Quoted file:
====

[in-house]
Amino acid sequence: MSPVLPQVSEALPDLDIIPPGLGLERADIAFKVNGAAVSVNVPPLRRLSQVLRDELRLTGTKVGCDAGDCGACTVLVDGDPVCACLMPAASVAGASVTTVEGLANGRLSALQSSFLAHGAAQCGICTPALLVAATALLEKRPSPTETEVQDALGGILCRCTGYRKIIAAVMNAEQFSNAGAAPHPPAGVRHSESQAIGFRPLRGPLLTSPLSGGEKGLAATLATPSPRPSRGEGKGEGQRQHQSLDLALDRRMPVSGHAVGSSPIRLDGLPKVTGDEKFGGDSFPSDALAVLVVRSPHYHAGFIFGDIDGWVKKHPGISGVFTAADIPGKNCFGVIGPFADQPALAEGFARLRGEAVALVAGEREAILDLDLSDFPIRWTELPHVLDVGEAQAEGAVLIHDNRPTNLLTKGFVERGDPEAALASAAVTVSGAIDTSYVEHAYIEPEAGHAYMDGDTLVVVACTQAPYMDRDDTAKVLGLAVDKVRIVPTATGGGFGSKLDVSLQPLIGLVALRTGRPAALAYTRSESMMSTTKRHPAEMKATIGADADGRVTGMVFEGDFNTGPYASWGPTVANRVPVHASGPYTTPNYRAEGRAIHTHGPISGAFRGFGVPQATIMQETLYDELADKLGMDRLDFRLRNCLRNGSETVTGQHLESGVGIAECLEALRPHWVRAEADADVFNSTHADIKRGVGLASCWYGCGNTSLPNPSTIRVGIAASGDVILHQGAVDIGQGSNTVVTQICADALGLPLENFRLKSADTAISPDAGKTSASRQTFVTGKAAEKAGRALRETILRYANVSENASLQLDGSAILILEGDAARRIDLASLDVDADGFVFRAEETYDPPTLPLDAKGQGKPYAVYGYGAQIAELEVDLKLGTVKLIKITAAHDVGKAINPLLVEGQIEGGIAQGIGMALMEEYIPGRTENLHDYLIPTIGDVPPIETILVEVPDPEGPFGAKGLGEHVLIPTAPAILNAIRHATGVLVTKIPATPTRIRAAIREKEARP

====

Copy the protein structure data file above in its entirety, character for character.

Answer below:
[in-house]
Amino acid sequence: MSPVLPQVSEALPDLDIIPPGLGLERADIAFKVNGAAVSVNVPPLRRLSQVLRDELRLTGTKVGCDAGDCGACTVLVDGDPVCACLMPAASVAGASVTTVEGLANGRLSALQSSFLAHGAAQCGICTPALLVAATALLEKRPSPTETEVQDALGGILCRCTGYRKIIAAVMNAEQFSNAGAAPHPPAGVRHSESQAIGFRPLRGPLLTSPLSGGEKGLAATLATPSPRPSRGEGKGEGQRQHQSLDLALDRRMPVSGHAVGSSPIRLDGLPKVTGDEKFGGDSFPSDALAVLVVRSPHYHAGFIFGDIDGWVKKHPGISGVFTAADIPGKNCFGVIGPFADQPALAEGFARLRGEAVALVAGEREAILDLDLSDFPIRWTELPHVLDVGEAQAEGAVLIHDNRPTNLLTKGFVERGDPEAALASAAVTVSGAIDTSYVEHAYIEPEAGHAYMDGDTLVVVACTQAPYMDRDDTAKVLGLAVDKVRIVPTATGGGFGSKLDVSLQPLIGLVALRTGRPAALAYTRSESMMSTTKRHPAEMKATIGADADGRVTGMVFEGDFNTGPYASWGPTVANRVPVHASGPYTTPNYRAEGRAIHTHGPISGAFRGFGVPQATIMQETLYDELADKLGMDRLDFRLRNCLRNGSETVTGQHLESGVGIAECLEALRPHWVRAEADADVFNSTHADIKRGVGLASCWYGCGNTSLPNPSTIRVGIAASGDVILHQGAVDIGQGSNTVVTQICADALGLPLENFRLKSADTAISPDAGKTSASRQTFVTGKAAEKAGRALRETILRYANVSENASLQLDGSAILILEGDAARRIDLASLDVDADGFVFRAEETYDPPTLPLDAKGQGKPYAVYGYGAQIAELEVDLKLGTVKLIKITAAHDVGKAINPLLVEGQIEGGIAQGIGMALMEEYIPGRTENLHDYLIPTIGDVPPIETILVEVPDPEGPFGAKGLGEHVLIPTAPAILNAIRHATGVLVTKIPATPTRIRAAIREKEARP